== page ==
Points to Ponder
Tzav (6:2) – Rashi quotes the Toras Kohanim which explains that only things that are commandments with ramifications for the future as well as the present are considered Mitzvos – as opposed to those which only have relevance at the present which would be Horaas Shaah. Moshe Rabbeinu was unique among the Neviim because, as we have noted before in the name of the Brisker Rav, he offered both Nevuah and Horaah L’Doros. However, as the Novi Malachi notes in regard to Hashem, Hashem explains that Ani Hashem Lo Shaneesee. Rav Schachter Shlita added that since our tradition has it that the Torah is a description (even if only by way of moshol) of Elokus, and the prophet Malachi tells us that G-d's essence cannot be affected by change, it therefore follows that the laws of the Torah can never change. While there certainly is a concept of "lifnim mishuras hadin", that one goes further than the halacha requires, all in the same direction as indicated by the Torah. But one cannot go contrary to the halacha and consider that lifnim mishuras hadin. The concept of "lifnim mishuras hadin" only applies when one is going in the same direction as the halacha requires, but even past the point of requirement. When one acts contrary to the din, this does not constitute chassidus.
Command Aharon and his sons saying this is the Torah of the olah (6:2) – The Tanchuma (13) on this possuk notes that when one sins s/he brings a Korban Olah to atone. The Midrash explains the sin of Miriam and Aharon (of speaking about Moshe in Parshas Behaalosecha)in detail in an attempt to expand. First, says the Midrash, Hashem answered them and then, his anger flared and then he punished them. Rav Pam ztl. explained that this teaches us that one should not first punish or flare in anger until one explains why he is angry with him. Rav Pam added that this lesson is especially important prior to Pesach when the tension is high and things could go wrong. Focusing on making sure that we are clear and understood goes a long way to curbing a temper.
And the Kohein shall wear his linen clothes (6:3) – Why are clothes called Mido? The Gr”a (Shir HaShirim 1:5) explains that one’s Middos are referred to as the clothes of the Torah. They are the reflection outward of a Torah personality internally.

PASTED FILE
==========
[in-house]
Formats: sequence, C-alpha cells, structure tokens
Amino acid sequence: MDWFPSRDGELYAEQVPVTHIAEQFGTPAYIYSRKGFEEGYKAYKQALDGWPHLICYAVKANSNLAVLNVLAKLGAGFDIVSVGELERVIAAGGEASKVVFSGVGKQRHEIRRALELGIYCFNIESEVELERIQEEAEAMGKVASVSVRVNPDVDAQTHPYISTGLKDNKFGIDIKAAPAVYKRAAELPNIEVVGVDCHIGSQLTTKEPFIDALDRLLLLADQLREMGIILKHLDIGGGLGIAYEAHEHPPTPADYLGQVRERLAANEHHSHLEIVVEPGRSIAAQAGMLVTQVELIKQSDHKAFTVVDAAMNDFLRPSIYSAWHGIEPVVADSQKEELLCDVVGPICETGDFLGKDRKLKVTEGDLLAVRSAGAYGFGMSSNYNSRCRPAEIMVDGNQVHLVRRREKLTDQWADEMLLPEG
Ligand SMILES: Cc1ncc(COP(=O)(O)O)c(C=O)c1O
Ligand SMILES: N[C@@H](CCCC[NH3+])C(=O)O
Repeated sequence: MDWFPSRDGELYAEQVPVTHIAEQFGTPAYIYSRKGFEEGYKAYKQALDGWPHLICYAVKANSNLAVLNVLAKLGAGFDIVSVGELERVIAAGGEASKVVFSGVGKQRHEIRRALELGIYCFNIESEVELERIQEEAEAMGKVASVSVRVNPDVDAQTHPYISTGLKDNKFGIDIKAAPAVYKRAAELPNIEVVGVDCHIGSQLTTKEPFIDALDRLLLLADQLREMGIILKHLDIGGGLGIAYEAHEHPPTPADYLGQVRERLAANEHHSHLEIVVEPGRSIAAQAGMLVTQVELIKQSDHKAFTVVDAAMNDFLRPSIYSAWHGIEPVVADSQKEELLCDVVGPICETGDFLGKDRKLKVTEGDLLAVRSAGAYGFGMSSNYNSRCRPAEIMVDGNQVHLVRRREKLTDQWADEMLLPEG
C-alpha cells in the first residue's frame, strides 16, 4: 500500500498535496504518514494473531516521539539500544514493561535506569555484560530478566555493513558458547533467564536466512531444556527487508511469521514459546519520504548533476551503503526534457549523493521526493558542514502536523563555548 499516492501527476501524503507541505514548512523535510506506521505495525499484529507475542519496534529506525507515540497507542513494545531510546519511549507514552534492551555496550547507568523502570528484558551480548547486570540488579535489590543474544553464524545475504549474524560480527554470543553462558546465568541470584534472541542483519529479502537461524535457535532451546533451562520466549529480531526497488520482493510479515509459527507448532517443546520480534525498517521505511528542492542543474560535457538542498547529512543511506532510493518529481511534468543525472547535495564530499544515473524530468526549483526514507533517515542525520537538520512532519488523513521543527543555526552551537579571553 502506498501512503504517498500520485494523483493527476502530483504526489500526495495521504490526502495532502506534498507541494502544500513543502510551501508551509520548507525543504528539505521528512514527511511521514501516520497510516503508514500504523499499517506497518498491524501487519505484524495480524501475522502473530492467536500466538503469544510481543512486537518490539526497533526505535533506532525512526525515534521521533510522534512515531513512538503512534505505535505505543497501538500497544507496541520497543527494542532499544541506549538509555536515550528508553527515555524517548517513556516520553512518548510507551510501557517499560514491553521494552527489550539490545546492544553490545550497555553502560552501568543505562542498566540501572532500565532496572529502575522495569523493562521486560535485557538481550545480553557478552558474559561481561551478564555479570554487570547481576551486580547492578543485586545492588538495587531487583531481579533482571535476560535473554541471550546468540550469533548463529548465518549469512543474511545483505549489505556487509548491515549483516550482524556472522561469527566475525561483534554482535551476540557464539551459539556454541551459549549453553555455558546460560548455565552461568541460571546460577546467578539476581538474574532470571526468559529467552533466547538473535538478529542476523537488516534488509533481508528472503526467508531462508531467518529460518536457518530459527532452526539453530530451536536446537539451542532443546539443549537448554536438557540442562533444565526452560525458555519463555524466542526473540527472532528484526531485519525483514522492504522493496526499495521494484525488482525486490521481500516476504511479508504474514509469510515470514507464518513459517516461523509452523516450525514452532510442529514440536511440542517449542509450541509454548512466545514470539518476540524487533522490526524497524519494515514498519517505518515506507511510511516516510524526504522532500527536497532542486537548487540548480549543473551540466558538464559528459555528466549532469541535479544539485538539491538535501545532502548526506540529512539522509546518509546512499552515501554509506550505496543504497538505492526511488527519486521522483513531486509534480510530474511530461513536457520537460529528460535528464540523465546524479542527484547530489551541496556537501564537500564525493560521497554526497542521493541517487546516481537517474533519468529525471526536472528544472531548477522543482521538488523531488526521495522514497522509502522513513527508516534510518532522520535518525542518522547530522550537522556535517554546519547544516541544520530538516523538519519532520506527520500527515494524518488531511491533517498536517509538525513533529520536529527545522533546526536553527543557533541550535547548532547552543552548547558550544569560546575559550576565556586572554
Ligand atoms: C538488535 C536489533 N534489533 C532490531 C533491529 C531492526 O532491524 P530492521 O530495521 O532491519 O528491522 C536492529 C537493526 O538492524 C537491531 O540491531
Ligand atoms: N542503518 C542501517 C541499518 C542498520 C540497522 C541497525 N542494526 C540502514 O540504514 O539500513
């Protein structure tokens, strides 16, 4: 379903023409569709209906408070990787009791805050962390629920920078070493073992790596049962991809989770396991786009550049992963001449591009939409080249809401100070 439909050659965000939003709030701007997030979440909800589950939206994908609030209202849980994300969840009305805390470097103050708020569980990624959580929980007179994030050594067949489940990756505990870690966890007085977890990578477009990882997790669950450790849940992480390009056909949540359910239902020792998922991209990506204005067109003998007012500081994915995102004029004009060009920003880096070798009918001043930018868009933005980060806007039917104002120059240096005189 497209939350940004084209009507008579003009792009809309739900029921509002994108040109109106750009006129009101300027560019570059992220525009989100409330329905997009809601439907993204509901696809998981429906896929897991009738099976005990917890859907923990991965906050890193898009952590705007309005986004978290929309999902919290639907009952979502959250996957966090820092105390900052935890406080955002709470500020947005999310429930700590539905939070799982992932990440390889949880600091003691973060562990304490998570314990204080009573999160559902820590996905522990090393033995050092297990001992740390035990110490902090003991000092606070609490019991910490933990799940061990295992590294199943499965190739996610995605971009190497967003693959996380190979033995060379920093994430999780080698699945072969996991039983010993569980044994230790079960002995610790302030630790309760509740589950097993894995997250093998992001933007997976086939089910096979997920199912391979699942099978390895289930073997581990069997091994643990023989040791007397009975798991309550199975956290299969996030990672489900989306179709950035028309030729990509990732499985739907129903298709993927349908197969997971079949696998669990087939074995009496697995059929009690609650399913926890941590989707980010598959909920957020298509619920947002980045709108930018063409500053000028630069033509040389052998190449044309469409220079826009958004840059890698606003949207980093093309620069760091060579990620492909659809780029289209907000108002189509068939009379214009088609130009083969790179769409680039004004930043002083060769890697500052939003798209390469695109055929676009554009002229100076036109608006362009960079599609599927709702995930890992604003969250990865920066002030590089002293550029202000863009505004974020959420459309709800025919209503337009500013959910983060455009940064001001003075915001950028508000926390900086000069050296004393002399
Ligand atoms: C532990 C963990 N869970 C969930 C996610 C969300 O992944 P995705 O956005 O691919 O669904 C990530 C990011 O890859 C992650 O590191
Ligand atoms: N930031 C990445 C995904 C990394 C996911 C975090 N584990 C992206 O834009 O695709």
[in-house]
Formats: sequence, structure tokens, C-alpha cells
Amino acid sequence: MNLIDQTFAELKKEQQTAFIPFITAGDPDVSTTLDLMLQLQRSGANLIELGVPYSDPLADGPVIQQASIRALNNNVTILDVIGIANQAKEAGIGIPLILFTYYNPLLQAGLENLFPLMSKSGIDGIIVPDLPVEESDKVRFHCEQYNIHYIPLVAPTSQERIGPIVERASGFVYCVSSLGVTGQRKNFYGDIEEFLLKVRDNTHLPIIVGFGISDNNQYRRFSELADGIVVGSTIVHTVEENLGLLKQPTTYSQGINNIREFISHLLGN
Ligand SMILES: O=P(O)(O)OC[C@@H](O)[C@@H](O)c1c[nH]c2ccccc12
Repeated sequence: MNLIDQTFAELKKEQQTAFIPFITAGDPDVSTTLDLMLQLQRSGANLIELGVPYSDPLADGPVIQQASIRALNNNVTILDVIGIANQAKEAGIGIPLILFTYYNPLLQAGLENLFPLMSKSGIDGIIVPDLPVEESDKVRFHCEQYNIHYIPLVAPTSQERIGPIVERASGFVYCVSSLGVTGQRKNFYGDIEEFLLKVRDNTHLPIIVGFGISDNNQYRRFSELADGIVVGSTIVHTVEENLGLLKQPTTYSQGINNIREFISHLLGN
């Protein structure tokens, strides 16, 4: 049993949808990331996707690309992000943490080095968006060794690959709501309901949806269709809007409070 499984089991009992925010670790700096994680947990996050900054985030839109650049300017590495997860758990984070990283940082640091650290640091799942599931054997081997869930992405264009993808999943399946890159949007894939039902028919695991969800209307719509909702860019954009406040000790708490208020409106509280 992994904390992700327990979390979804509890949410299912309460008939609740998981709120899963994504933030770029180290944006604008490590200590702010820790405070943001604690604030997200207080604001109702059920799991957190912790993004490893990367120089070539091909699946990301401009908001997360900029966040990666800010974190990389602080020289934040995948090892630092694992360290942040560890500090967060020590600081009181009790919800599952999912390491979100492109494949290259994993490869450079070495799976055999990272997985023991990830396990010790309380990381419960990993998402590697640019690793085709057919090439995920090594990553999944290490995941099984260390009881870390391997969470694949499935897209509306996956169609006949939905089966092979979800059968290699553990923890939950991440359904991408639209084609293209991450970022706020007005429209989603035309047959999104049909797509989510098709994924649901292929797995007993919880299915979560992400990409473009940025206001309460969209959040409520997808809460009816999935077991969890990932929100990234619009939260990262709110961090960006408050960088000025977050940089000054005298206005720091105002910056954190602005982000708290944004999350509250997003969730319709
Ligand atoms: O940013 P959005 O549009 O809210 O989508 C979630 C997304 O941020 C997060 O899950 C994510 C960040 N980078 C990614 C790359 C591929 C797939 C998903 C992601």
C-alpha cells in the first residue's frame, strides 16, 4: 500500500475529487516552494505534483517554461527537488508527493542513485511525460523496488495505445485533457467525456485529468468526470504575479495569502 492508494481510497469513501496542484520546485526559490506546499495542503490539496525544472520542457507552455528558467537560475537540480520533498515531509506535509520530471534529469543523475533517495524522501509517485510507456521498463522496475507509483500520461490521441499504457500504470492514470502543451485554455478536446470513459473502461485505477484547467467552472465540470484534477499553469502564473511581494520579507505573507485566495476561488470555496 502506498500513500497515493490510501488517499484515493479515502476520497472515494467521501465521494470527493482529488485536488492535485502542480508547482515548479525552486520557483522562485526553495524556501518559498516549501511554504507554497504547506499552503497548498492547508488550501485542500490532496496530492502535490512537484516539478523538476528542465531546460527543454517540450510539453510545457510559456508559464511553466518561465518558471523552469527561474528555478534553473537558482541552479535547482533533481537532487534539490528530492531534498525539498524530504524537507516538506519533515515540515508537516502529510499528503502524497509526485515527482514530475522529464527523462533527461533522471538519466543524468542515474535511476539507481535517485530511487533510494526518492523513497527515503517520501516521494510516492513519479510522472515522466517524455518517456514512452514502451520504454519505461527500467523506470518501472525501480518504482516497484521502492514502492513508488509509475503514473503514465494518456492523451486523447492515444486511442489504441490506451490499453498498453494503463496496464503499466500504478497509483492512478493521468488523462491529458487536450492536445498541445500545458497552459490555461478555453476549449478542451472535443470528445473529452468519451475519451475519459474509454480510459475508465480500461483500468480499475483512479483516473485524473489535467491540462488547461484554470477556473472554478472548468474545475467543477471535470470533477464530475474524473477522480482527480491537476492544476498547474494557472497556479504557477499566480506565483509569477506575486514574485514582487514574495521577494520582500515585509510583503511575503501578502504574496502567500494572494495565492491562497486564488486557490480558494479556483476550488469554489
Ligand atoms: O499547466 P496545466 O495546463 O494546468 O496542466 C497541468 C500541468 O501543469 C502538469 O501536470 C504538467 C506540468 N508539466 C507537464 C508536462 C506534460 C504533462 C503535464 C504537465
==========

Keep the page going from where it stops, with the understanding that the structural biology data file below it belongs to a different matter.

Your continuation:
In the place that you slaughter the Olah you should also slaughter the Chatas (6:18) – Why does the Torah seem to go out of its way not to tell me where to Shecht the Chatas? Simply state in the north and finished!? The Talmud (Sotah 32a) explains that it is done this way not to embarrass the sinner. It is for that reason we also daven silently. Rav Avraham Rivlin Shlita added that this type of process not only protects humiliation, it establishes one’s self-esteem. When one has to bring a Chatas and come to grips with his missteps s/he will find a million reasons not to do so. By giving him a place to go – a place that one could also be bringing an olas Nedava, one gets a chance to turn his life around and be in the company of others of righteousness which will hopefully impact him positively in the future.
Haftorah: You have wearied Hashem with you talk. But you ask by what have we wearied him? By saying all those who do evil are good in the sight of Hashem and in them he delights or else where is the justice of Hashem (Malachi 2:17) – Rav Chaim Angel notes that Malachi is attempting to address the Righteous who seem despaired from the fact that those who bring inferior Kobanos, intermarry, and violate other laws of the Torah seem to benefit economically and socially from their Aveiros. Those who stayed Torah-true seem to suffer. How do the righteous allow themselves to complain? Abarbanel & Malbim suggest that it is not the Tzaddikim but rather the Reshaim who complain (My friend Rav Shay Schachter Shlita likes to quote the Alshich on the possuk Ki Yirchak Mimcha Hamakom that when Mitzvos are heavy on you, then you lose out on them. He added, in the name of the Chofetz Chaim that one should take time out of his schedule – daily, weekly or at least once a year – to think about how Mitzvos bring him Simchas HaChaim – it helps. My friend Rav Aryeh Leibowitz Shlita added (I think in the name of Rabbi Isaac Bernstein ztl) that when it comes to making differentiation between Avodas Hashem and Avodah Zara the difference is BaShomayim Mimal (if it is a heavenly matter look forward and upward – strive and BaAretz Mitachas (if it is a matter in the mundane – look at what those who have less have and be sufficient).